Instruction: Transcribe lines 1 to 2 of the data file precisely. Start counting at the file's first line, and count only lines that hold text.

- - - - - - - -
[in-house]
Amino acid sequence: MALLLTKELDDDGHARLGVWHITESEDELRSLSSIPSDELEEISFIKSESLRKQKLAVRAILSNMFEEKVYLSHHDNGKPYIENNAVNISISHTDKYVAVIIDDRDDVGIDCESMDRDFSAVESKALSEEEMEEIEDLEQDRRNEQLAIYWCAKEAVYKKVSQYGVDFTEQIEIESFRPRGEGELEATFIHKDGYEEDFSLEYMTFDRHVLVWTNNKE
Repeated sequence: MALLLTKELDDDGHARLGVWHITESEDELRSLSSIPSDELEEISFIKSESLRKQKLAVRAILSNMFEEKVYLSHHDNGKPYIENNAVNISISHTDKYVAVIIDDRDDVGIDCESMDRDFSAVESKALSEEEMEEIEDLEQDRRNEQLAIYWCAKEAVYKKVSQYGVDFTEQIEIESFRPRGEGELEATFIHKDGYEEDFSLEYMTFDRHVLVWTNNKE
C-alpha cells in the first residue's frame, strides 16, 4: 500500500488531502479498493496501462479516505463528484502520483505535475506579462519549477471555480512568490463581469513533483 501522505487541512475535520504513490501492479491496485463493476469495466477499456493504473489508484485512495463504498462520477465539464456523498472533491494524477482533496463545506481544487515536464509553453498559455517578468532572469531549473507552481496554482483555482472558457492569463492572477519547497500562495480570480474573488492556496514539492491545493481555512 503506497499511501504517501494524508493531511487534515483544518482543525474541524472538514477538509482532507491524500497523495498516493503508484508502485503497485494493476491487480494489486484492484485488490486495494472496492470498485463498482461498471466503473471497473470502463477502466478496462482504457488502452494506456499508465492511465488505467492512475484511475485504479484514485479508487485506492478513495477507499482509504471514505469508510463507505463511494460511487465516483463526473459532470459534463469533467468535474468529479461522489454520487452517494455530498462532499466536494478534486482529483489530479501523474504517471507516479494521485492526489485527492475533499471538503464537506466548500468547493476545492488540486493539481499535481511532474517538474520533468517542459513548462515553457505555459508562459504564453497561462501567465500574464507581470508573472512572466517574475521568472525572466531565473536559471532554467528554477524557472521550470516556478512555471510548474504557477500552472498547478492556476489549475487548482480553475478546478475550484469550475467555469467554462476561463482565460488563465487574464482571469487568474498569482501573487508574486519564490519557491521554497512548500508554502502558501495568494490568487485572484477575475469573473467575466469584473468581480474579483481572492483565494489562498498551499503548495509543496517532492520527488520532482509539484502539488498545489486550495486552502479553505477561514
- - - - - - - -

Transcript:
[in-house]
Amino acid sequence: MALLLTKELDDDGHARLGVWHITESEDELRSLSSIPSDELEEISFIKSESLRKQKLAVRAILSNMFEEKVYLSHHDNGKPYIENNAVNISISHTDKYVAVIIDDRDDVGIDCESMDRDFSAVESKALSEEEMEEIEDLEQDRRNEQLAIYWCAKEAVYKKVSQYGVDFTEQIEIESFRPRGEGELEATFIHKDGYEEDFSLEYMTFDRHVLVWTNNKE